Labs to benefit from Toxicology-On-A-Chip tool
toxicity before they advance to pre-clinical stages, has taken one
step further towards commercialisation as the technology promises
to aid laboratory researchers in weeding out unsuitable candidates
earlier during the drug discovery process.
The tool gains greater urgency considering recent recalls of popular prescription drugs over toxicity issues. Added to the growing costs of drug research and development, the prospect of filtering out candidates with zero potential as early as possible would confer numerous advantages.
The Metachip, (metabolising enzyme toxicology assay chip), developed by Researchers at Rensselaer Polytechnic Institute, University of California-Berkeley, and Solidus Biosciences, is about to begin the second phase of funding for the National Institutes of Health (NIH)-supported project with a view to bringing the product to market within a year.
The researchers believe the technology will be suitable for pharmaceutical and biotechnology companies, who are actively involved in the compound screening process.
"Weeding out toxic compounds earlier would also allow pharmaceutical companies to evaluate more compounds and more efficiently identify those that are most likely to become successful drugs," said Douglas Clark of the Chemical Engineering Department at the University of California-Berkeley.
The Metachip works by mimicking the human metabolic process in the liver, which is where food and pharmaceuticals are broken down, neutralised and excreted by enzymes.
In rare cases some of the metabolites produced are toxic, and this toxicity can be difficult to predict or find at early stages of drug discovery with current testing methods.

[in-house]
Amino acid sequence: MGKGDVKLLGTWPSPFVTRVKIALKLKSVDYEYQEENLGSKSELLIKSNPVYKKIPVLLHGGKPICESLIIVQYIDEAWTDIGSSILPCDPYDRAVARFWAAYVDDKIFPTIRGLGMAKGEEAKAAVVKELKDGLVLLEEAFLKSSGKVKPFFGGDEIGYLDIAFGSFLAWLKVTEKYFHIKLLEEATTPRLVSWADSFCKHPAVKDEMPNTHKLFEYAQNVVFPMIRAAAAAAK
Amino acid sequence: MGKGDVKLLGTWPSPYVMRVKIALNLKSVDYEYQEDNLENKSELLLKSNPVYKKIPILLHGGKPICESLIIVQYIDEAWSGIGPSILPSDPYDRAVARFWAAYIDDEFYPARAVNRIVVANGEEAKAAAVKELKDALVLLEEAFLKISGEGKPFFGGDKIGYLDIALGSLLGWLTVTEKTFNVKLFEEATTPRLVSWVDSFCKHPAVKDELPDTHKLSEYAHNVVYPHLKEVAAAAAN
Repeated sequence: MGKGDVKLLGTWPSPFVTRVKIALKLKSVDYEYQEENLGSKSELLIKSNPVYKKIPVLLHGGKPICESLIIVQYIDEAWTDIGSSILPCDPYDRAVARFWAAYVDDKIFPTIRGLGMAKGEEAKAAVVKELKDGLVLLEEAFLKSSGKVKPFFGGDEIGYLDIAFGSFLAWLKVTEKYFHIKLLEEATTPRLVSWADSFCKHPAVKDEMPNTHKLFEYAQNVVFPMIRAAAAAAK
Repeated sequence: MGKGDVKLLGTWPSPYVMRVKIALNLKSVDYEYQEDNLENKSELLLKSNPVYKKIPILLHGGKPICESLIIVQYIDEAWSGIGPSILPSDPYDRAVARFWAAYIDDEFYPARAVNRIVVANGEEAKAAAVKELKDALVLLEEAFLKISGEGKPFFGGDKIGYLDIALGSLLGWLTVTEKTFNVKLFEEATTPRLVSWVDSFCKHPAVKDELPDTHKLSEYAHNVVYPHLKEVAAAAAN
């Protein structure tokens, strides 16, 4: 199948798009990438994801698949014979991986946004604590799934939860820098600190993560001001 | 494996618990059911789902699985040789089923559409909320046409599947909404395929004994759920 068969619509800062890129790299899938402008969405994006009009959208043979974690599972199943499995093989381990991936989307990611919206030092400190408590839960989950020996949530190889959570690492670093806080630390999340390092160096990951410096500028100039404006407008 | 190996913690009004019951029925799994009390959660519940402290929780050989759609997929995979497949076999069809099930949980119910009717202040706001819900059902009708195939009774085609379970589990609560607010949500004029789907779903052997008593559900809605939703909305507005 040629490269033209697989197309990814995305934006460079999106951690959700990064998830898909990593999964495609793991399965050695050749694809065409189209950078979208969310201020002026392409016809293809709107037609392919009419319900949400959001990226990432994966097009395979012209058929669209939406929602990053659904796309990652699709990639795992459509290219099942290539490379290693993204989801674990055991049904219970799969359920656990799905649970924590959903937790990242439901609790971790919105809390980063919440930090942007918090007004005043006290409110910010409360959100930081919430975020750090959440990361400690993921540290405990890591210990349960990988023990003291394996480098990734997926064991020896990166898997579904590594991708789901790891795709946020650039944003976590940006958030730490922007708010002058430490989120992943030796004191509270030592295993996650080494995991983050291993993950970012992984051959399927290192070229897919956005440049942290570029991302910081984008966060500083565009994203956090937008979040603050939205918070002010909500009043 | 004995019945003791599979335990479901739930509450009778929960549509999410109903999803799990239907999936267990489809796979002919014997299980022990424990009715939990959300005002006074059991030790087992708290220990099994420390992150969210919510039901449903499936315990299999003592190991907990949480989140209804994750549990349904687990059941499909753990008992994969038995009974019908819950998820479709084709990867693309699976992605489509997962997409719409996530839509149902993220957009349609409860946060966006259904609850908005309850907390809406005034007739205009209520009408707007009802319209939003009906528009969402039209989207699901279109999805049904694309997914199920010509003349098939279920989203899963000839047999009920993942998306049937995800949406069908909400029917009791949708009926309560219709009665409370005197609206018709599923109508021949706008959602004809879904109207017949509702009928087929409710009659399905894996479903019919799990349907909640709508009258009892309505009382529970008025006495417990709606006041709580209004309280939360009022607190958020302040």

The MetaChip uses a culturing method by combining enzyme catalysis with cell-based screening on a single microscale chip.
The drug candidates are added to a chip containing approximately 2,000 combinations of eight enzymes used in human liver metabolism and then sandwiched with a slide of human organ cells in order to detect toxic reactions to the compound.
When toxic reactions are detected, the toxic drug compounds are eliminated as potential candidates for further development as new pharmaceuticals.
"The relatively slow pace of technology development in toxicology and clinical safety evaluation that could be used in early phases of drug development continues to hinder the progression of lead compounds to pharmaceuticals," said Jonathan Dordick, the Howard P. Isermann '42 Professor of Chemical and Biological Engineering at Rensselaer.
"In addition to safety concerns, drug discovery is an extremely costly process with more than $1 billion (€832 million) invested in each approved drug. For the first time, the MetaChip can enable the initial and high-throughput analysis of metabolism-induced toxicology to be performed before significant resources are invested in the drug's development."
The researchers added that they were also working to develop an automated MetaReader device to quickly analyse the results.
Dordick, Clark, and collaborators published findings on the MetaChip in the Jan. 25, 2005 issue of Proceedings of the National Academy of Sciences in a paper titled "Metabolizing Enzyme Toxicology Assay Chip (MetaChip) for High-Throughput Microscale Toxicity Analyses."
The peer-reviewed publication defines the technology and results of testing in more detail.